Children often move in fast, jerky motions and have high pitched voices and these are things that can make dogs very uncomfortable and even aggressive.  The dogs give signals that they are uncomfortable but, children do not read those signals, which in turn allows a dog to believe it is proper to “discipline” the offender.  Not a good thing!

 For dogs that have been under-socialized and/or abused it is extremely important to move slowly, use a quiet voice and carefully condition the dog to the gentle, loving touch of the human hand.  And, of course, the hand is never, never used to punish a dog.

Come? Come! COME!!!

Come?  Come!  COME!!!!!!!

High on the list of those who seek training for their dogs is that they want their dogs to come when called.  Yet, it is amazing how determined people are not to listen to how to make that happen.  And always I encounter that ol' standby - He knows what I want him to do and is just being spiteful.  That kind of thinking just about closes the door to ever achieving this highly desirable goal.

Maybe the first problem is using a word (any word) and believing that the dog really does understand that word.  Words mean nothing to dogs.  (How many of you are now saying - Oh, he knows what I want.....?)  Words gain significance purely as a sound associated with a form of behavior that is repeated over and over.  So, if one says the word Come! as the dog is sniffing the ground, heading away at a run, romping with his favorite buddy or any other activity you can name then - guess what? - the dog associates the word with that action if with anything.  Of course, if you use the word "come" during all those activities the dog just learns to ignore the word.

Worst of all is the dog owner who uses "come" to get the dog to appear for something the dog does not want to do or have happen.  So - one never uses the word "come" to call a dog for , a bath, nail clipping, something it does not want to do such as stop playing with a friend, etc.  Why would he ever choose to come again with associations such as those?*

Come must ALWAYS be used in a pleasant way.  No exceptions.  (On that same note, the dog's name should also always be used in a positive and pleasant tone of voice.  The name should signify a call to attention alerting the dog that something is about to happen.)  Teaching puppies to come is easy and fun because they are so bonded and dependent on their owners. And, if the puppy is taught that come means a treat, a ball game, dinner or just some happy, feel-good, pats and scratches that is a pup on his way to good associations.  Unfortunately, it will not hold up without challenge during adolescence!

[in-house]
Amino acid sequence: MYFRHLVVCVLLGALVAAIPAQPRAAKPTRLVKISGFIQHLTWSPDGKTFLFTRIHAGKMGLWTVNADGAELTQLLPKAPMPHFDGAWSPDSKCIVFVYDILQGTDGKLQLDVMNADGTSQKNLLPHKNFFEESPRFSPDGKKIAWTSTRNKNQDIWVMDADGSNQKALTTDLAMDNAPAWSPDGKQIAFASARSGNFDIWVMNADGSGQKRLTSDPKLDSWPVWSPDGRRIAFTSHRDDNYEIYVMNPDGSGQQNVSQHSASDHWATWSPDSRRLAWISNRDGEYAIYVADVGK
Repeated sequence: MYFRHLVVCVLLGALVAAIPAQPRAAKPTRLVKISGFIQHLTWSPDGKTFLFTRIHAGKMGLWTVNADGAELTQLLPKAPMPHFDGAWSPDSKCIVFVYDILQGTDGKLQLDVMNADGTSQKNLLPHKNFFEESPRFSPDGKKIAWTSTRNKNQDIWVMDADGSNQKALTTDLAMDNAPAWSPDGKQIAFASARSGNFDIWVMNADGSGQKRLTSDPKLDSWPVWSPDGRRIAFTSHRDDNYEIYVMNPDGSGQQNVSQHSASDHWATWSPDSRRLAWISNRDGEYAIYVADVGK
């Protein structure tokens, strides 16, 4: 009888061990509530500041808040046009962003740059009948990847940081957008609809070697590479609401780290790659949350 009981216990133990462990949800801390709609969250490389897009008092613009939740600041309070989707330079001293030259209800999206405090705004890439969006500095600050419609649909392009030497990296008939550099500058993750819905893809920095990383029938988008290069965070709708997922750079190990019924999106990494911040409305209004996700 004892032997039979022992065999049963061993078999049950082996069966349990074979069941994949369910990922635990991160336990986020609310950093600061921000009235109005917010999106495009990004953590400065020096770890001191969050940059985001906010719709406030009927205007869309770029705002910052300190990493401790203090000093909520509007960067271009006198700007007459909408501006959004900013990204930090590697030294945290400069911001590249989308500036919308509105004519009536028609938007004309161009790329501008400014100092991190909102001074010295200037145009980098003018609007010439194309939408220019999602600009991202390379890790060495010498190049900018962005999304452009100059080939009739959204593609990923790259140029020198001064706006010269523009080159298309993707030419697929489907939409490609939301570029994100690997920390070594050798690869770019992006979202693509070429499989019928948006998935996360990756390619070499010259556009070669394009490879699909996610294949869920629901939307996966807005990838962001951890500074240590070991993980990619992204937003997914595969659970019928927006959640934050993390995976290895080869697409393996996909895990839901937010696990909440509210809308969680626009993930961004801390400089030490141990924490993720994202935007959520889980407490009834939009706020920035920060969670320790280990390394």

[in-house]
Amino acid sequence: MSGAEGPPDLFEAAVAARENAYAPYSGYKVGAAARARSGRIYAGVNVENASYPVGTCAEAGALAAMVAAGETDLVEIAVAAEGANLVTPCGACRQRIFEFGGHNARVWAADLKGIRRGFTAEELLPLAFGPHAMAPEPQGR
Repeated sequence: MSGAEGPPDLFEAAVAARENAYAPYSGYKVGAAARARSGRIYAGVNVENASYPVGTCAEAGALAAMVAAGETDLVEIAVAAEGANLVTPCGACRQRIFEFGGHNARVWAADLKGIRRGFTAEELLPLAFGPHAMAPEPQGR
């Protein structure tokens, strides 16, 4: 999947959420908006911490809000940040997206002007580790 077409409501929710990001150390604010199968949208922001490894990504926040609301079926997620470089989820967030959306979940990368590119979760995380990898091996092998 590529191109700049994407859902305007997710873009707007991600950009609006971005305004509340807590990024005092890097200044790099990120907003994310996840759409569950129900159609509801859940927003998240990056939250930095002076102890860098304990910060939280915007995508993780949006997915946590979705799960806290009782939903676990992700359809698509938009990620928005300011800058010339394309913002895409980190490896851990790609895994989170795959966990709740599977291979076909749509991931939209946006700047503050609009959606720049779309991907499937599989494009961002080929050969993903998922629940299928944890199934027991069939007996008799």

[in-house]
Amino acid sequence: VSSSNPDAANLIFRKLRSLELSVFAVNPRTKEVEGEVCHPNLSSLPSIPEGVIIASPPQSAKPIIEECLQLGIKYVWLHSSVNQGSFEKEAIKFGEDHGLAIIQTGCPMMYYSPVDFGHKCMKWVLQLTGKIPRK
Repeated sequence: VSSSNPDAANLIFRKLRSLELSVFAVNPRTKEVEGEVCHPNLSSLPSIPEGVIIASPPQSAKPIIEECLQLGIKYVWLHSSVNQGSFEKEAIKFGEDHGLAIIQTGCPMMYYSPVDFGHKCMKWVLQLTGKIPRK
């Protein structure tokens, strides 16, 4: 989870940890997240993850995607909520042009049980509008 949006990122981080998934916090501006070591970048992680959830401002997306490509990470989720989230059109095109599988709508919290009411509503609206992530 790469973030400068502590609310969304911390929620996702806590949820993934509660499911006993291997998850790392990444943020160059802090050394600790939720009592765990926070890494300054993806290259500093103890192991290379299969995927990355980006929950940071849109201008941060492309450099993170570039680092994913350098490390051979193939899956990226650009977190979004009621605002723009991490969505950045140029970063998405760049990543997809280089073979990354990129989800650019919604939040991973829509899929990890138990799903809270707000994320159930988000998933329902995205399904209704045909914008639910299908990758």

At seven or eight months (it really depends on the dog) there is enough development that the dog will feel the need for some independence and then the fun begins.  The owner usually makes the big mistake at that time of getting very cross because the pup always came before and now acts like he doesn't even know his name.  So, the adolescent gets pushed away rather than getting the reinforcement needed to get through the stage well.

On the other hand, if the dog has been taught to sit, down and stay (both in the sit and down positions)  regular "work-outs" of doggy discipline nudge the canine brain into respect mode and that helps with the problem of coming when called.  The dog is not treated as though he just entered Marine boot camp!  He is praised and given treats or allowed a toy as a reward for his wonderful cooperation which in turn encourages more of the same.  But - he is definitely going to do those exercises!  Sometimes it feels as if one is beginning all over again but all that info is in there – just needs a bit of a reminder to get it to resurface.

As for the off leash games - fine so long as you do not continue to call the dog and reinforce that coming is an option.  But, better to curtail the off leash activities until the dog is showing attention once again.  There are series of exercises to be performed with varying lengths of line so that the dog realizes that control extends to many different distances -  dogs learn very quickly that your control doesn't extend beyond about 6 feet so that idea must be changed completely.

Allowing the dog to drag a long line so that he is periodically reeled in, if necessary, is another way to get the idea home that Come! means just that - and it means now.  Regardless of whether the dog comes when called or needs some help with the line a treat or other reward is always given.  This is supposed to be a pleasant experience, remember?

Do not go for an outing and only call the dog when the outing is to end.  It would take a really stupid dog to not catch on that come means the fun is over.  Instead, call the dog back regularly for treats and then release him again so that he doesn't know just when the romp has ended.

The last item of business with this cue (as with all others!) is to learn to give just one  and make it happen.  While I haven't a glimmer of hope that those of you reading this will give up hollering and repeating Sit, SIT, SIT!, or Come, COME! COME!!!! I am honor bound to continue to try teaching the proper way.

While the following phrase did not originate with me I surely wish it had because I love it: "Every handler gets the dog he deserves."